Is there an effective model for serving youth involved in both the child welfare and juvenile justice systems?

Youth involved in both the child welfare and juvenile justice systems — sometimes referred to as crossover, dually-involved, dually-adjudicated, or dual-system youth — require a special focus.1 An intentional approach is needed because involvement in both systems is associated with: higher risks for mental health, educational, and vocational challenges; higher rates of recidivism; longer stays in detention; and poorer placement stability and permanency outcomes.2

Unfortunately, the quality and consistency of casework services provided to crossover youth leave them more vulnerable to placement in restrictive settings, such as group and institutional facilities, and without strong permanency planning activities in place.3 Crossover youth also require special protection to shield them from the legal consequences of an adjudication of delinquency. Depending on the nature of the crime and specific laws in a jurisdiction, adjudication can have negative, lifelong implications on employment options and also on child welfare outcomes, leaving crossover youth with fewer options for placement and support.

Facts about crossover youth

In 2010, with support from Casey Family Programs, the Center for Juvenile Justice Reform at Georgetown University’s McCourt School of Public Policy developed the Crossover Youth Practice Model (CYPM) to address the needs of crossover youth. The CYPM is a strengths-based model that focuses on family engagement and equitable treatment at every level of the system.

Bold efforts are underway in many jurisdictions to transform the juvenile justice system7 and create alternatives that are less punitive and more restorative. Simultaneous efforts are underway within many child welfare systems to eliminate the need for group placements. While transformational changes like these should lead to a reduction in the number of crossover youth, an intentional cross-system approach is necessary for every young person at risk of dual involvement. 

Research suggests that the best way to support the needs of crossover youth is to develop a comprehensive approach that involves integrated services from multiple systems including child welfare, juvenile justice, law enforcement, education, behavioral health, and the courts.8 Multi-system collaboration is essential and minimally must include coordinated case management, joint assessment processes, coordinated case plans, and coordinated case supervision. The CYPM provides a roadmap for making systemic changes that involve these youth-serving systems. 

The need for a coordinated approach

At age 14, Evan9 was arrested and spent the remaining years of his childhood involved in both the juvenile justice and child welfare systems. He says he experienced a complete lack of coordination between the two. A juvenile corrections officer, who Evan met only rarely and briefly, made decisions determining the path of his life for 10 years. Recommendations from child welfare and behavioral health professionals working with him, as well as his own opinions on his current and future needs and goals, were mostly ignored, Evan says.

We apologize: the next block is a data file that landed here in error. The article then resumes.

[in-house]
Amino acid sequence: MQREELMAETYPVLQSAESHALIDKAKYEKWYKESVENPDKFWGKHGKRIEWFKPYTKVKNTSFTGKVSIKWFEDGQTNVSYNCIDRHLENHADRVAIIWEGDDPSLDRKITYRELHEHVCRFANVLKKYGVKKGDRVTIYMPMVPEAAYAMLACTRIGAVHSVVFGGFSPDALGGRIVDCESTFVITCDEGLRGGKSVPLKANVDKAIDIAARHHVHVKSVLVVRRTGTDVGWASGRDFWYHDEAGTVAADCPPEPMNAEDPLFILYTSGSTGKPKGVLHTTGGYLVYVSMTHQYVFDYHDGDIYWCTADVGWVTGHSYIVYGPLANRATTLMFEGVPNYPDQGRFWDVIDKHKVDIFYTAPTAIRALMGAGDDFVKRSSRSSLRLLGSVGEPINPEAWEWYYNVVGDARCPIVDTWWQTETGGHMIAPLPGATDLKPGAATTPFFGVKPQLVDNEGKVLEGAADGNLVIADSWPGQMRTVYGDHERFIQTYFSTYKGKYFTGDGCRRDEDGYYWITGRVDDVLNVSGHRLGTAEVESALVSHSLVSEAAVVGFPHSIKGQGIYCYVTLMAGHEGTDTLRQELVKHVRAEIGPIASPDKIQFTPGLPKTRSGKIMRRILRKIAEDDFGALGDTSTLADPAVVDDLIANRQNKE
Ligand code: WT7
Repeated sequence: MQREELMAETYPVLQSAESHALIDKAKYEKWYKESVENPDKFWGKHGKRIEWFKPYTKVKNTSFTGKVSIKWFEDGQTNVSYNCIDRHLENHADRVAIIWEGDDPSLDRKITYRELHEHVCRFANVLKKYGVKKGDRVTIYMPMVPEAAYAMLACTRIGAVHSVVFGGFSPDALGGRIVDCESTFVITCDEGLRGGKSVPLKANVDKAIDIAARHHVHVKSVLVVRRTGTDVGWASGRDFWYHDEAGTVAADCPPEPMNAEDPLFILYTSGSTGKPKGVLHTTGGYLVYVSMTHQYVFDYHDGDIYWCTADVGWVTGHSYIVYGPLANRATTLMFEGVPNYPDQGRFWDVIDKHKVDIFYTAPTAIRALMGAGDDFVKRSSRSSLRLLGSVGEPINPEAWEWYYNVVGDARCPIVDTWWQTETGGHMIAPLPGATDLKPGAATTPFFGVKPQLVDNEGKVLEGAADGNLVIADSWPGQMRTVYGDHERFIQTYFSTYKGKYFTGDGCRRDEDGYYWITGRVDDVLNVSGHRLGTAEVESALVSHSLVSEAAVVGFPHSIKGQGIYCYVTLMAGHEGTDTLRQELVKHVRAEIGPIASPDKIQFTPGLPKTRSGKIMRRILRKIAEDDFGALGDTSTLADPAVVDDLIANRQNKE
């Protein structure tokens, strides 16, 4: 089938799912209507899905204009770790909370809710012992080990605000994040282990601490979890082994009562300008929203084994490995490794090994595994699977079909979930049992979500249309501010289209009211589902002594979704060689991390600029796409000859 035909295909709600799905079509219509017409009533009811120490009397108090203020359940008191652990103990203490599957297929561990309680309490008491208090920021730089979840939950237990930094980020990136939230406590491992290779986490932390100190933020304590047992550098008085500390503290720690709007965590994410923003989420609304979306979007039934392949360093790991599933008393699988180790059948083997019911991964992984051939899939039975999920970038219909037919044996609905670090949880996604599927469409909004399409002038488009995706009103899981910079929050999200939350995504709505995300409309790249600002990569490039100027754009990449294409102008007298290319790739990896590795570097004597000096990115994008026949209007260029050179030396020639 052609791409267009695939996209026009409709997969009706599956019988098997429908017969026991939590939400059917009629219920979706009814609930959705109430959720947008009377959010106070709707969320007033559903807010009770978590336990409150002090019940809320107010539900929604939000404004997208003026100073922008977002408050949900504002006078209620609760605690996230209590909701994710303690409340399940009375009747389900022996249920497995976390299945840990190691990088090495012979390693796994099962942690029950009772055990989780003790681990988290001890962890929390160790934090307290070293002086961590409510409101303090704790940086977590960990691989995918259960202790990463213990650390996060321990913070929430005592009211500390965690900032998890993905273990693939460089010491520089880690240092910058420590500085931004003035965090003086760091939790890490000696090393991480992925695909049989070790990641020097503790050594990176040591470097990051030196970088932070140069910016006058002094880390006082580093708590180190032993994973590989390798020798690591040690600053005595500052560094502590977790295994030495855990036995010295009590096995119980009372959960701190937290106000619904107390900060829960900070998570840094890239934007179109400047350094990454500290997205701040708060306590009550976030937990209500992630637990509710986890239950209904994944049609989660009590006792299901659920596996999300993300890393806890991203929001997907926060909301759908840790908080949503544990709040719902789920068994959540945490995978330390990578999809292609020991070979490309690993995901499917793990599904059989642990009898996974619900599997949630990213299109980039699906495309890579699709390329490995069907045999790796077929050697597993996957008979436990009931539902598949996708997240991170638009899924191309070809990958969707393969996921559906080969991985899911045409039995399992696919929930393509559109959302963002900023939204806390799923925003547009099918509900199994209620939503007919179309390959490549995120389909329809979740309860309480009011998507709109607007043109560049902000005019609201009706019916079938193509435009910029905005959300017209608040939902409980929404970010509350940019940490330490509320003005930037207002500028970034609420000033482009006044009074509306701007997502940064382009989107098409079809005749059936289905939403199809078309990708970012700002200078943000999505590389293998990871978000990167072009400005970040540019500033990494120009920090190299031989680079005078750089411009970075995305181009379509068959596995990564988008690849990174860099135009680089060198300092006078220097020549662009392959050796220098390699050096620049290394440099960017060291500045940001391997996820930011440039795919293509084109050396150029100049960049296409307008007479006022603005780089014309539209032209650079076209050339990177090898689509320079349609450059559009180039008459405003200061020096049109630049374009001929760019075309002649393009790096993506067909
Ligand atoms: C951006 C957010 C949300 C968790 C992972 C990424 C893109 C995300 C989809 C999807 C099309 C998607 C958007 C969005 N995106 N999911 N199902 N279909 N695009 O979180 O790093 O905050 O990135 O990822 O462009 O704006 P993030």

Evan was placed in an institutional setting and was unable to attend public school. This was despite multiple recommendations from the staff that knew him best and interacted with him regularly, who indicated he had completed all courses offered through his placement and was routinely bored. It took advocacy from the group placement and mental health staff and a judge’s order to finally allow him to attend some public school classes. However, after completing high school, Evan was forced to retake some classes when his juvenile corrections officer lost documentation of his credits, Evan says.

Ultimately, despite having his charges reduced to misdemeanors and completing the required coursework to become a paramedic, Evan was denied a career in the medical field because of charges he faced at age 14. Still, 11 years after his first court hearing, Evan considers himself lucky. He is now employed in a different field, working as an advocate for change as a Jim Casey Young Fellow with the Annie E. Casey Foundation. He recognizes that many others with similar experiences are currently in prison.  

The Crossover Youth Practice Model

Goals, values, principles, and themes

The CYPM includes a variety of evidence-based programs and best practices that aim to achieve four overarching goals:

  1. Safe reduction in the number of youth placed in out-of-home care
  2. Reduction in the use of group and institutional placement
  3. Reduction in the number of youth becoming dually involved with the juvenile justice and child welfare systems
  4. Reduction in the disproportionate representation of youth of color, particularly in the crossover youth population

All practices, policies, programs, supports, and services in the CYPM are rooted in the following fundamental values, principles, and themes:

  • Youth and families have strengths and should be treated as unique individuals.
  • Systems must utilize timely, integrated data to make informed policy and practice decisions.
  • Workforce efficacy needs to be strengthened and staff at all levels should be trained and supported appropriately to build their knowledge of crossover youth and capacity to implement the CYPM. 
  • Family engagement means building working relationships with families and including youth and family voices in all decision-making, planning, and casework. 
  • Permanency and transition planning is a key focus and begins at case initiation.
  • Disproportionality and disparities are drivers for decision-making given that youth of color, females, and LGBTQIA+ youth are all overrepresented among crossover youth.